Hey there guys! Gone are the days of conventional cardio and slaving on a treadmill and steppers. The new age of iron addicts have decided to turn to lifting weights faster and taking on the iron jungle with the various torturous fitness tools to help increase performance, from elevation masks to weighted vests, there is always something out there to help you get closer to your gainz. For most athletes, cardio machines are thing of the past and in my opinion rightly so. The iron game is constantly changing and you need to stay on top of your body because by now you know it can adapt to exercise in a blink of an eye leaving you frustrated and confused on a plateau with nowhere to go. For those of you that like to mix things up and do not incorporate ropes into your program, I strongly suggest you do. Research has now proven that training with battle ropes produces higher metabolic demands on the body than traditional lifting exercises using moderate to heavy weight. If you have a set of ropes at your disposal, add these exercises to your arsenal after an upper body workout and feel the blaze. If you don’t have a set, check out Christian’s Fitness Factory.
I don’t know about you, but I’m down for anything that adds variety to my workouts to avoid getting bored, so when I came across these a few years ago I incorporated them and had great feedback from my body. This is how I personally gauge how well a fitness tool works because we all know everyone and their uncle has the next 10-second workout to get you ripped. I am a firm believer in personally testing things I may be interested in and avoid just going by reviews. There are so many factors that can influence a person’s response and results from certain workout programs, supplements, equipment, etc. so what may work for you may not work for all. I personally know that Crossfit is not good for my body, I have terrible knees and shoulders, some of the weights and repetitions would crush me, so I play it smart. I look into alternatives and things that my body can respond to well making sure I do not let it adapt by using various pieces of equipment constantly keeping my body guessing. One of my most favorite tools that helps create this effect has to be the battling ropes, here is an introduction if you haven’t used them before.
When starting ropes for the first time begin with 30 seconds of work and 20 seconds rest, 5 times. If your intermediate I would suggest a setup like Tabata (eight 20 second rounds, each followed by 10 seconds of rest). For those of you that have been in the rope game for a while try a 3 to 1 ratio e.g. 1 minute round with 20 seconds rest, 5 times. There are so many combinations you can use.
Below are some of the most common Battle Rope Movements:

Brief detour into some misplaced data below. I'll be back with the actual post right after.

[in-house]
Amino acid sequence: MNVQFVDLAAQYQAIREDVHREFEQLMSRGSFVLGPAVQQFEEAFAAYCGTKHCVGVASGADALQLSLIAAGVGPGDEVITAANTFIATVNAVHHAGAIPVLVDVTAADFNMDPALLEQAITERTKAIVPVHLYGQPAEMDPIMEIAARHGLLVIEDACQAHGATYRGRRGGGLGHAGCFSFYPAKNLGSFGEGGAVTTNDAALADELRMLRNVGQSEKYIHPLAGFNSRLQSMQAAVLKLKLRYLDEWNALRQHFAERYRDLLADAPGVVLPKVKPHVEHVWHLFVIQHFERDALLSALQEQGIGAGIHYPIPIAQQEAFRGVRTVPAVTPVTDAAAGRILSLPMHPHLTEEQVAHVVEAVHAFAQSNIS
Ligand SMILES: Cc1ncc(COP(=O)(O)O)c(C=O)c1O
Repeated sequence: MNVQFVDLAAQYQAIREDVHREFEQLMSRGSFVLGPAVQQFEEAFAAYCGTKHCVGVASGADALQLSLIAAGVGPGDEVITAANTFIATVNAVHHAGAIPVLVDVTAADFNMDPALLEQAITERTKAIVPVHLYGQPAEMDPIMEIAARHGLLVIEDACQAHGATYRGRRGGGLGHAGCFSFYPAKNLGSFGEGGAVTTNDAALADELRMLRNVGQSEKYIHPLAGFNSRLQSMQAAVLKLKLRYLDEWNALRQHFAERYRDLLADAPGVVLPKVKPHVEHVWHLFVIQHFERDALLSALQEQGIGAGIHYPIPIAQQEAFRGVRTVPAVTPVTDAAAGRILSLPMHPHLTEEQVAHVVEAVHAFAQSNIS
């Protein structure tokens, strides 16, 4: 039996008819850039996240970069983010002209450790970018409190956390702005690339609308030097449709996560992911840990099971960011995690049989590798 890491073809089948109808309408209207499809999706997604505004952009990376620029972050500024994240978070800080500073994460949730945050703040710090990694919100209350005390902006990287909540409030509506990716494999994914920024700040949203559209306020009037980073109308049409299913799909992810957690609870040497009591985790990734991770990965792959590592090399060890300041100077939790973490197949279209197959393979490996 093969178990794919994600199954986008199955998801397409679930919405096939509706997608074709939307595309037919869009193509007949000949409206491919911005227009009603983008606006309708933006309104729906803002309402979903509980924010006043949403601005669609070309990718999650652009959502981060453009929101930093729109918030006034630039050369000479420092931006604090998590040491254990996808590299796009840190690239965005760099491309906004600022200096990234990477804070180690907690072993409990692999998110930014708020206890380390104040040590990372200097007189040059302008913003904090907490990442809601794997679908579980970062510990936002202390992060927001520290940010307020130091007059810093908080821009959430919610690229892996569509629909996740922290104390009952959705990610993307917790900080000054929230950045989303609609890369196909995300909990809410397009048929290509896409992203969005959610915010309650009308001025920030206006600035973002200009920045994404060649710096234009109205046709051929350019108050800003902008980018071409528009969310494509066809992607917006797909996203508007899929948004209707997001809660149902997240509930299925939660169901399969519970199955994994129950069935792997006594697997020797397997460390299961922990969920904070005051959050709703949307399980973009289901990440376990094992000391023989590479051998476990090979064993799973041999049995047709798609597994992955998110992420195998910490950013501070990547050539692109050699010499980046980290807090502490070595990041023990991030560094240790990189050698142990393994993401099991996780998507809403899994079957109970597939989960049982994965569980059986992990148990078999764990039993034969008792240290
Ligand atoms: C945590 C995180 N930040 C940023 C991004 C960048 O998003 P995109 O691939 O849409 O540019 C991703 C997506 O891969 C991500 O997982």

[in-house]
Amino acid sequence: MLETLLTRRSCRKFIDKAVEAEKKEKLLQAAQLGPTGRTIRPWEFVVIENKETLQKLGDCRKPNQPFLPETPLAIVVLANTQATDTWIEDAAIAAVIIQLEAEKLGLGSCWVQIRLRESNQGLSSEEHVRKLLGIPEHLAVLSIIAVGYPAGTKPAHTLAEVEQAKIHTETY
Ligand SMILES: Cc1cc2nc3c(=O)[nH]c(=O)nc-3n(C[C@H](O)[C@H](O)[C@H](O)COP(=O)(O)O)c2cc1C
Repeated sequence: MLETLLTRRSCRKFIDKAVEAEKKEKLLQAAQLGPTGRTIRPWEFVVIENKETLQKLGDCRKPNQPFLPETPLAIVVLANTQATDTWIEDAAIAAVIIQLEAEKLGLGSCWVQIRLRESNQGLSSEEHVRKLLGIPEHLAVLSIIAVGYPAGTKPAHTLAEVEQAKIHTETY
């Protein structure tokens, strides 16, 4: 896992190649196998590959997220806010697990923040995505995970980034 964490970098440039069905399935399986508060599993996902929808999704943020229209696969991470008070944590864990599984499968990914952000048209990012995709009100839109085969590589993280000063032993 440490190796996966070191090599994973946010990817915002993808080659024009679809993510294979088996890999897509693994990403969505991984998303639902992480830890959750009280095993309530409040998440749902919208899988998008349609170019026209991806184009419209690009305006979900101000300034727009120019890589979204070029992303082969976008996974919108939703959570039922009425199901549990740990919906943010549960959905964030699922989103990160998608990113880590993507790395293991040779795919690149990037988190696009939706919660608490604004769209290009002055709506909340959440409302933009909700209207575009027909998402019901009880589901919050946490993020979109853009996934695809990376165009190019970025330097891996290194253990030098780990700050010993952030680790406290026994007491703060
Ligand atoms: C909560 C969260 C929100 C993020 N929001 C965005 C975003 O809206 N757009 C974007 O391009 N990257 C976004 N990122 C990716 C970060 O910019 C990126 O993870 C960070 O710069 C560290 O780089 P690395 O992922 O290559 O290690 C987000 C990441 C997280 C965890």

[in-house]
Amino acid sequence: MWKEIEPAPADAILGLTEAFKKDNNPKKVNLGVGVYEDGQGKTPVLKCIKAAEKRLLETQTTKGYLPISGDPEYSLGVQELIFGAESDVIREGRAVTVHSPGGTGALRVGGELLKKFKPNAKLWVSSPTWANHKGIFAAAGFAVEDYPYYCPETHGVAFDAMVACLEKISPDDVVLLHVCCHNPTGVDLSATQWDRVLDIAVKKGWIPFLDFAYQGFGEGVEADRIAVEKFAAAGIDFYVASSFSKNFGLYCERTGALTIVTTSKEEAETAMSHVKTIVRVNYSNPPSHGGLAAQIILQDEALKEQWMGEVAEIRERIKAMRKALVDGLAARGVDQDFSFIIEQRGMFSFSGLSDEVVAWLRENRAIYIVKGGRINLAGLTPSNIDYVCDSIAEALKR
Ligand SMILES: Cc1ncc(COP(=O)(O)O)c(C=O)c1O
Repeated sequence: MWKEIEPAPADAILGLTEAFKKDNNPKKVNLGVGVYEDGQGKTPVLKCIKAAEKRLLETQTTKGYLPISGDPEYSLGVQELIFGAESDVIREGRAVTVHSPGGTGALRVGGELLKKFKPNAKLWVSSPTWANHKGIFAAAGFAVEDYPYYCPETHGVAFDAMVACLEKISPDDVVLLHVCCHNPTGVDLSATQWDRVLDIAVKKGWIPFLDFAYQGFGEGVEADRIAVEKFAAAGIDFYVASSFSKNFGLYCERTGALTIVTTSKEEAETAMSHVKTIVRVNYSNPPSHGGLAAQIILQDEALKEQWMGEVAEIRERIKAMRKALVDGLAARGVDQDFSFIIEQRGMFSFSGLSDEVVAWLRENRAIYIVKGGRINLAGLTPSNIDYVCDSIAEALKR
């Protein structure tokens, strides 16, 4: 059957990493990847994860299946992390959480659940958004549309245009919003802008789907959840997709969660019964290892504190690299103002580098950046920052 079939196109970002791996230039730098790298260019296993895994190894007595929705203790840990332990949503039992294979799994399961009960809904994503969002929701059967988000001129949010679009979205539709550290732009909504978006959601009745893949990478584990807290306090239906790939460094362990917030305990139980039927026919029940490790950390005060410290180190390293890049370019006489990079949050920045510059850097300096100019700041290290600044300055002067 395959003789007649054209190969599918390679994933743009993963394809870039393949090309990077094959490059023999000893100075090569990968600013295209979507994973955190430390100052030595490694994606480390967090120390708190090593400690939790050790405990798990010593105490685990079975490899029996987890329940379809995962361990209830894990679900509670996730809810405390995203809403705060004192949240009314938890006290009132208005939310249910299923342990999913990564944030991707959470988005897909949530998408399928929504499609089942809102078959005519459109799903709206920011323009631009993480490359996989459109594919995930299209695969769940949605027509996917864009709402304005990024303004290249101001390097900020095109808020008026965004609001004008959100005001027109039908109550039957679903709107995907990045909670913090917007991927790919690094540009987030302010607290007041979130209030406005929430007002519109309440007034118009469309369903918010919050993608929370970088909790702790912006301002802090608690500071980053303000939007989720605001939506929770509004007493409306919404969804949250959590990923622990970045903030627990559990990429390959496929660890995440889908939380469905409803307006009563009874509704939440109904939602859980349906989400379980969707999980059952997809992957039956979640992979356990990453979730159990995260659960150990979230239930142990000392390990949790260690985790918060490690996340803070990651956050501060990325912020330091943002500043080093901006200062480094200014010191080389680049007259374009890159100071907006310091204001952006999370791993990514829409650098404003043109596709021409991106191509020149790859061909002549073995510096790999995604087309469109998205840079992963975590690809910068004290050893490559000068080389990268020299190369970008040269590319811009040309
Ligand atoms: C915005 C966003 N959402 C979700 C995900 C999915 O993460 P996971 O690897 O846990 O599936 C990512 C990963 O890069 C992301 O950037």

Battle Ropes Movement 1 – Two handed slams aka ‘Hulk Smashes’
These need to be done at a slower pace due to their longer range of motion. The focus behind these is just pure raw power. When doing these you want to keep the ropes just inside shoulder width then raise them above eye level and “slam” them down while squatting down slightly and hinging at the waist as the ropes hit the ground and repeat. The goal of these is to target your explosive energy system while hitting your abs and core.
Battle Ropes Movement 2 – Alternating waves aka ‘Machine gun Kelly’s’
This is the most common way of doing the battling ropes. Holding the end of the ropes literate waving the ropes one arm at a time. These are all about speed hence the nickname ‘Machine Guns” the goal is to create as many waves as you can in the time you’re doing a set for. I like to use these after working front delta as the movement focuses on them. These are also great if you want to help tone the delts without direct impact or trauma in the case of boxing.
Battle Ropes Movement 3 – Double Dutch aka ‘Tornadoes’
These bad boys call for you to wave your arms in large circles for speed. Your right arm will move clockwise and your left arm will move counterclockwise. Two things will begin to happen the rope will show ‘spirals ‘or ‘loops’ moving toward the point of anchor this is normal so don’t panic. I like this movement because of the added ancillary work for the smaller external rotators of the shoulder.
Battle Ropes Movement 4 – Lateral Waves aka ‘Tsunamis’
We can’t have a complete list without hitting the rear delts. Lateral waves place a great amount of tension on them. Hold the ropes out straight in front of you at shoulder height, bend your knees and clap your arms together. The effect is even more drastic when you drive your elbows back on each rep. Keep your chest ups as you whip the rope forward and back. Make sure you use a full range of motion on each wave while making sure the ropes do not overlap.
Battle Ropes Movement 5 – Rope Jack aka ‘Jack Hammers’
Think jumping jack except your holding the ropes with your palms facing in. These can be done in two ways; the first is facing the anchor point of the ropes to work the front delt. The second is facing away from the ropes while holding them and doing a jack facing away from the anchor point for the rear delt. I personally have my clients alternate between the two to help create balance. When doing the jumping jack make sure that ropes do not cross at the top of the movement.
Next month we will go into more advanced movements with the battle ropes.
Wayne Mutata is the owner of iTrainStudio and is dedicated to helping individuals reach their health and fitness goals. As a personal trainer, nutritionist, leader, and motivator, he brings light into the Studio every day and positively influences those around him. You can follow him on Facebook at @iTrainStudio and on Instagram at @iTrainWithWayne or @iTrainStudio.Lancaster. For a free consultation, visit theiTrainStudio website!